• Doctorates are ideal for people with a passion for research and discovery. They are especially useful if you want to work in academia, become a specialist in a particular field, or be an industry researcher
  • Doctorates usually involve a lot of independent study and research, specialised in one particular subject. You may attend some classes, but usually you carry out your own independent research, under the guidance of your supervisor
  • The aim of a doctorate is to break new ground – to produce new information and ideas or to conduct original research to help advance your subject. You may be expected to produce papers throughout your programme, and to produce a thesis for evaluation.
  • To apply, you usually have to submit a research proposal, outlining what your doctorate will aim to achieve

As well as these three main study levels, you can also do lots of other higher education qualifications – such as professional diplomas and more.

Visit the Country profiles section to find out more about higher education across Europe.

Which subjects can I study?

You will find a huge range of higher education study programmes on offer across Europe – Astrophysics, Biotechnology, Business, Chemical Engineering, Football management, Geography, Green energy management, History, Information Technology, International Relations, Languages, Law, Literature, Medicine, Sociology, Teaching, Tourism, Zoology, and much, much more.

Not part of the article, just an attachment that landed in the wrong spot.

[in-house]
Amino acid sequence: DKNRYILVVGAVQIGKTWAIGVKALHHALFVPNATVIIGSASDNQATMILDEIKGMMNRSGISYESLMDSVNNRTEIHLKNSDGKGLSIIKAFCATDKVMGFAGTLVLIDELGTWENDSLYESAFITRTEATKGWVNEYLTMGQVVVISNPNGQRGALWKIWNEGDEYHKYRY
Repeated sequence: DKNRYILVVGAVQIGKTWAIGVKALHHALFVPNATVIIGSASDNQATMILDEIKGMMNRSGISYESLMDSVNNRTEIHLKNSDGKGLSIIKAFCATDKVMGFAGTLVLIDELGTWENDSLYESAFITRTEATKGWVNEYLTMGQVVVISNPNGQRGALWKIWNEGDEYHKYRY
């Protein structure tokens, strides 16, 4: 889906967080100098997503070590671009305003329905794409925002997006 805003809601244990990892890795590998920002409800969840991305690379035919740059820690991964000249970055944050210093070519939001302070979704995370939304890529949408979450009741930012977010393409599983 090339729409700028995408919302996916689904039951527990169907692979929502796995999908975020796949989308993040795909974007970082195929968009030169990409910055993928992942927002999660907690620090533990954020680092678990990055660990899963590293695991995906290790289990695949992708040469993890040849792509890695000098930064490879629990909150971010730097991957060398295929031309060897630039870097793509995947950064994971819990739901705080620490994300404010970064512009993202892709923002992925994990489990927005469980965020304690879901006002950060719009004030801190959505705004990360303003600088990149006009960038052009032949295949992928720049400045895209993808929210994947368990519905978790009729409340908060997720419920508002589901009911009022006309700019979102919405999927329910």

Most higher education study programmes have a ‘modular’ structure. This means that you can build a personalised programme by choosing several different modules or units of study each year from a wide selection. For example, if you are studying Fashion, you might choose one module on Fashion Marketing, one module on Textile Design, and one module on Ethical Textile Production.

Interested in more than one subject? You may be able to study a combination as part of your programme, e.g. Business and Russian language.

Where can I study?

There are 1000s of universities, research institutes and higher education institutions across Europe. Have a look at the Country profiles section to see what each country offers you.

I want to study in more than one European country. Is this possible?

Yes – there are lots of options for you to study in more than one European country. Have a look at the Short term study opportunities section

What language can I study in?

There are 24 official languages in the European Union… but most countries across Europe offer study programmes taught in English and other languages too. In the Country profiles section you can see the language options for study programmes in each country.

What time of year do study programmes in Europe start?

Start dates vary across Europe, but the academic year typically begins in September or October and finishes in June. Some study programmes also offer January/February start dates too.

What about scholarships and costs?

Find out more about Scholarships and costs

How do I apply for a study programme?

Find out about Choosing and applying for a study programme